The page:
Golden Pass LNG, which is currently constructing a three-train liquefaction plant in Sabine, Texas, said its project construction was back on track 31 August after completing an initial site assessment. The assessment revealed no significant storm-related impact.
Developer Venture Global did not immediately respond to a request for comment on its construction status of the planned 10mtpa Calcasieu Pass project in Lake Charles. Venture Global said on 27 August that the site appeared to have minimal damage from the hurricane.
Sempra also stated that its greenfield Port Arthur site in Texas has been evaluated as well.
31 August 2020 15:05
INFRASTRUCTURE ALERT: US-based Cheniere announced its US Creole Trail pipeline, one of the pipelines that feeds into Sabine Pass, will return to service today with 0.9 billion cubic feet (bcf)/day at the Gillis Compressor Station. The developer declared force majeure on the pipeline on 26 August in advance of Hurricane Laura’s arrival.
31 August 2020 10:08
INFRASTRUCTURE ALERT: Cheniere said in a statement today that the company has started on its plan to restart Sabine Pass. Operations were suspended on 25 August, nearly a week ago, in advance of Hurricane Laura. Sempra also said in a statement earlier today that operations at Cameron would restart as soon as it was safe.
31 August 2020 9:43
SHIPPING ALERT: Waterways to Cameron LNG and Sabrine Pass remain closed this morning. A shipping notice said approvals are pending from the US Army Corps of Engineers and the US Coast Guard to reopen Sabine-Neches, as cleanup efforts took longer than expected. The Calcasieu waterway to Cameron LNG also remains closed due to debris. Sources said recovery efforts could take longer than at Sabine.
28 August 2020 11:02
SHIPPING ALERT: Market sources said some vessels that were originally due to load at Sabine Pass in Louisiana will be diverted to US Corpus Christi while Sabine Pass remains down. The 155,000cbm Gaslog Shanghai and the 139,000cbm Golar Arctic are both heading towards Corpus Christi.
28 August 2020 10:51
SHIPPING ALERT: The 177,000cbm Sohshu Maru has arrived at US Corpus Christi, which would be the first loading from the US Gulf in five days since 23 August. Sources said it is likely that swaps would take place during the outages at Sabine Pass and Cameron.
27 Aug 2020 23:38
Following Hurricane Laura, US LNG shipping delays expected
HOUSTON (ICIS)–Shipping delays are expected from Cheniere’s Sabine Pass and Cameron LNG in Louisiana as both US LNG export plants remain down following the passage of Hurricane Laura.
After the hurricane made landfall early on 27 August, preliminary site assessments and early indications showed most facilities did not have any major storm-related damage, although likely more thorough inspections will be required.
As Hurricane Laura moved inland, the storm caused destructive damage to coastal communities and created power outages across the region.
However, reports indicated that Hurricane Laura did not bring storm surge to levels as high as initially expected to the eastern Louisiana coast, which likely protected the US Gulf liquefaction projects in its path from further harm.
Shipping agency Moran Shipping on 27 August said in a notice that pilot service on Sabine Channel remains closed due to highs and seas offshore, but forecasts showed that conditions should allow for marine traffic to resume by 29 August.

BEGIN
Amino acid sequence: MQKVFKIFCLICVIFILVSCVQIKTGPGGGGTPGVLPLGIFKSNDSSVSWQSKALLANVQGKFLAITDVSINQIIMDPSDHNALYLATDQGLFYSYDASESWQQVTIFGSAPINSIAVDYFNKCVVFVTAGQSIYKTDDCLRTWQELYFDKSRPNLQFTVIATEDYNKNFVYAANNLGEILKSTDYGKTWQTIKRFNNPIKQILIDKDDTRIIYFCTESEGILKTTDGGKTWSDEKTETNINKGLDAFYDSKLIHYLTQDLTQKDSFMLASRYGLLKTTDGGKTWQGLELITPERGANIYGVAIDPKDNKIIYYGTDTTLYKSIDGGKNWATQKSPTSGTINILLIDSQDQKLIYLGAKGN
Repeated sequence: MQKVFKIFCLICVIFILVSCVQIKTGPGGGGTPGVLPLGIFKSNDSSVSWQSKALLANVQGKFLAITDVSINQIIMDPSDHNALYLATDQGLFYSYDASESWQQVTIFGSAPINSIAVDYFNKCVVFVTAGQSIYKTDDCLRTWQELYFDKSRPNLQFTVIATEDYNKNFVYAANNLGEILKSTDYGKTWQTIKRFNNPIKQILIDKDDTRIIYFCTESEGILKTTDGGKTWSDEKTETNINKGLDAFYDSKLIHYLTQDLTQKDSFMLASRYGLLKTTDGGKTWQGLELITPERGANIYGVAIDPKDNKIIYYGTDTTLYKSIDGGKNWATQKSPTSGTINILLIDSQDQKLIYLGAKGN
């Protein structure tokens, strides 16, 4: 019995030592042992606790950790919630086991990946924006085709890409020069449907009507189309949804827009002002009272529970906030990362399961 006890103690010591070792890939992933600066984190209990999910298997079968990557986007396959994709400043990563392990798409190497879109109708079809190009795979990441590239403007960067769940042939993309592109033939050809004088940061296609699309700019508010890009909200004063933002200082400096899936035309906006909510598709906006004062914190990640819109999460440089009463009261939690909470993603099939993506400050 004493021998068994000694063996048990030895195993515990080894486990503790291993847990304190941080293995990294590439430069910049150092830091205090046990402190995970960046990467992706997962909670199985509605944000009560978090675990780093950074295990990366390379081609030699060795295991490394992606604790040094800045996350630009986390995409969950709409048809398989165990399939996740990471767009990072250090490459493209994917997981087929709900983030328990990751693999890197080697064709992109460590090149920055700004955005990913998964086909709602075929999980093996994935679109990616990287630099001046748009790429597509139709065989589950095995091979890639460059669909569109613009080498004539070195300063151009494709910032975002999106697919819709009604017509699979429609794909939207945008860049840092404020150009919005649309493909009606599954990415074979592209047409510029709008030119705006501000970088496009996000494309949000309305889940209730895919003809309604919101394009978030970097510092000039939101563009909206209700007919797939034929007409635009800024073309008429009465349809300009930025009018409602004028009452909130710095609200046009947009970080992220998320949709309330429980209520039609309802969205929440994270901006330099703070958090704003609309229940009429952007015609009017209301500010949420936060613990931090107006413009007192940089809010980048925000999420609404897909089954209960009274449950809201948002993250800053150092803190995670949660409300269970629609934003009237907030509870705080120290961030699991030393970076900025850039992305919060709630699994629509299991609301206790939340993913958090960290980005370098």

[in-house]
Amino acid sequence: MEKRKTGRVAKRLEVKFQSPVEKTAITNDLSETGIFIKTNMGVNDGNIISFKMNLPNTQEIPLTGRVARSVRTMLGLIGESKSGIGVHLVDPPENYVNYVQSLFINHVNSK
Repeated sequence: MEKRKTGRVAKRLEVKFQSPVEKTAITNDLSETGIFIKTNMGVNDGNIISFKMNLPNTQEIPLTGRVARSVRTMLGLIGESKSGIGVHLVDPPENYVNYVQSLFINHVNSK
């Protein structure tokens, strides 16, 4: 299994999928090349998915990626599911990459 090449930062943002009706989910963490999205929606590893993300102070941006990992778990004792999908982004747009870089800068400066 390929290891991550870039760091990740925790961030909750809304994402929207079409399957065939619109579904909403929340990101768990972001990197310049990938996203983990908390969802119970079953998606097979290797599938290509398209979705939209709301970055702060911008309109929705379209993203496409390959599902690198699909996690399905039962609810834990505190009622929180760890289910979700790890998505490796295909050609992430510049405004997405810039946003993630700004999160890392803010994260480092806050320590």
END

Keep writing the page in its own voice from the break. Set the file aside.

Another shipping report stated that the Calcasieu waterway, which leads into Lake Charles, where Cameron LNG is located on the eastern side, remains closed.
On 27 August, feedgas levels for Sabine Pass and Cameron dropped to zero, according to aggregated pipeline data.
Freeport LNG and Corpus Christi were both outside of the path of Hurricane Laura. Feedgas levels were stable at Freeport as of 27 August, while feedgas flows were three times as high into Corpus Christi.
A Cameron LNG spokeswoman said on 27 August that initial reports indicated that the storm surge was less than projected and has mobilised its damage assessment team to conduct a site review.
The spokeswoman said that another statement would be made once an assessment of the facility has been completed.
A Cheniere spokeswoman said that the company’s first priority was on the safety and well-being of their local employees and the community.
A spokesman for Golden Pass LNG, which is currently constructing a three-train liquefaction plant in Sabine, Texas, said on 27 August that an initial assessment of the site revealed no significant storm-related impact.
Developer Venture Global also issued a statement on its planned 10mtpa Calcasieu Pass project, which also is under construction, in Lake Charles.
“A walk-through inspection of most areas of the site following the storm confirmed that the project site’s robust storm protection system, including a perimeter wall and storm water pumping system, performed as designed,” according to a statement by a spokesperson.
Energy Transfer, which owns the unused Lake Charles LNG import terminal on Lake Charles, said in a statement that there was no major damage to its facility.
Energy Transfer currently is marketing the development of a liquefaction project at Lake Charles but has not made a final investment decision (FID) on the export project yet.
27 August 11:00
US Sabine, Cameron LNG site checks pending after hurricane